A couple of thoughts on this. I had similar issues this year. First off, going from a playboat to a creekboat or vice-versa feels really wierd at first. You will get the hang of it, you just have to get the feel of how the boat handles.
As for eddying, you need to really emphasize the leaning of the boat to get it to carve into an eddy. You also have to pay more attention to angle, speed, and taking a big sweep stroke to get you into the eddy and initiate the turning motion. I felt like I would try to hit an eddy and that I would just keep blowing downstream. I took a clinic at CKS paddlefest and Pat Keller gave me some great advice on that. He said to approach the eddy with the right angle (about 45 degress) and the right speed (not too fast). When you make the eddy turn, use a good sweep, and really edge the boat agressiovely to get it to carve into the eddy. If left that way the boat carves a very long radius turn as compared to a playboat. Pat's comment was that once you were in the eddy to flatten out your edge and that the boat would "snap around". I tried it and it works. With your playboat you are used to the snap of an edgy boat. When your creek boat is on its "edge" or when you have a good tilt it wants to carve a long smooth arc, as soon as you flatten out the hull you automatically transfer that arcing momentum to a flat spinning momentum that turns the boat around. Same thing as paddling forward and then stopping, almost all kayaks will turn around immediately. Try it. Also for eddies you will need to hit the eddy a little bit further downstream as the longer boat will end up hitting the rock or whatever feature causes the eddy when you try to enter it at the same spot that you would with a playboat.
Another thing I find is that playboats get you used to small strokes and can promote shitty form if you are not really paying attention. When you get in the creekboat you need to take big ass strong good form sweeps to get the boat to move. For ferrying your angle needs to be less than in the playboat too. The bigger boat wants to get blown downstream easier than the playboat if you have too aggressive of a ferry angle, and the recovery sweep to keep the boat on the proper ferry anlge is much more difficult. The answer for ferrying is to come out with less of a ferry angle and figure out the right angle vs. speed of current and distance of ferry to get yourself where you need to be.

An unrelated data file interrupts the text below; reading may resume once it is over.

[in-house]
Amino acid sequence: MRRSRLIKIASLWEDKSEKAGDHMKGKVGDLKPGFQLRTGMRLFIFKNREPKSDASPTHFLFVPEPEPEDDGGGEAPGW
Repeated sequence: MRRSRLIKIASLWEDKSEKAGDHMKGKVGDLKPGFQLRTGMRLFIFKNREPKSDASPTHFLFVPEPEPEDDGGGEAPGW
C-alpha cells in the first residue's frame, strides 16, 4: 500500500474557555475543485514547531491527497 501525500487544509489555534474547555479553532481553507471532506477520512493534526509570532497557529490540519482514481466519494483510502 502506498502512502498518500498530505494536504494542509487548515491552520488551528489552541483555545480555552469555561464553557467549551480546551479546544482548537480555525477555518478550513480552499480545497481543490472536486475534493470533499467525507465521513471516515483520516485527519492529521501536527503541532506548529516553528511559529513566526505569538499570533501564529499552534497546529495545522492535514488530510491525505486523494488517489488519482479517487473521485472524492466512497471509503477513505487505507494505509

The other thing is to learn to use the strenghts of the creek boat. I'm not sure which one you have, but I have a nomad. It tracks well once you have it pointed in the right direction, and it carries momentum very well. That means that I need to figure out the right line, speed and momentum, but once I'm on it, its bomber and you are kicking butt. You might be used to floating any which way in the playboat and needing only one stroke to get you where you want to be. With the creekboat I generally want to be pointed in the right direction with the right momentum, and from there its a matter of keeping it on track and keeping up the momentum.
Using the strenghts of the boat also means learning to use the speed and the longer hull. I find ferries in the playboat to require lots of correction, you get pushed around, and you can get pushed off line. In a relatively faster creekboat that holds a line well, you can come out of the eddy, make a few aggressive stokes and ferry across pushy current on in the middle of rapids and still be totally in control. Its amazing the difference it makes when you learn how to use it.
To practice this, find a good bit of current with eddies on either side, and practice coming out of the eddy and try to dial in the right angle and speed so that you only need a couple of powerful downstream sweeps to pull you across the river.
I second the comment on a larger blade or a longer blade. It takes a lot more power to turn the boat, and more blade leverage works well. I had a 194 cm paddle, but switched to a 197 and like the little extra power that I get. On the sweeps, you also need to go back to the basics and really use the torso rotation and a longer and more pronounced stroke. Half sweeps with your arms won't cut it.
For peeling out of an eddy, a bit of speed coming out of the eddy, a good sweep to turn you into the current, a good agressive downstream lean to get the boat arcing, and agressive strokes on the downstream side of the boat will give you strong controlled peelouts in really pushy current.
I guess to sum it up, big sweeps, agressive leans for arcing the boat, using speed and tracking to your advantage, and getting your stoke form dialed in really help. A last thought for eddies is that you can use a duffek to pull the boat around in eddy if you find it harder to catch the small eddies. Big sweep to get in with aggressive lean, and then a duffek high in the eddy with the other hand as you flatten out our lean should do the trick.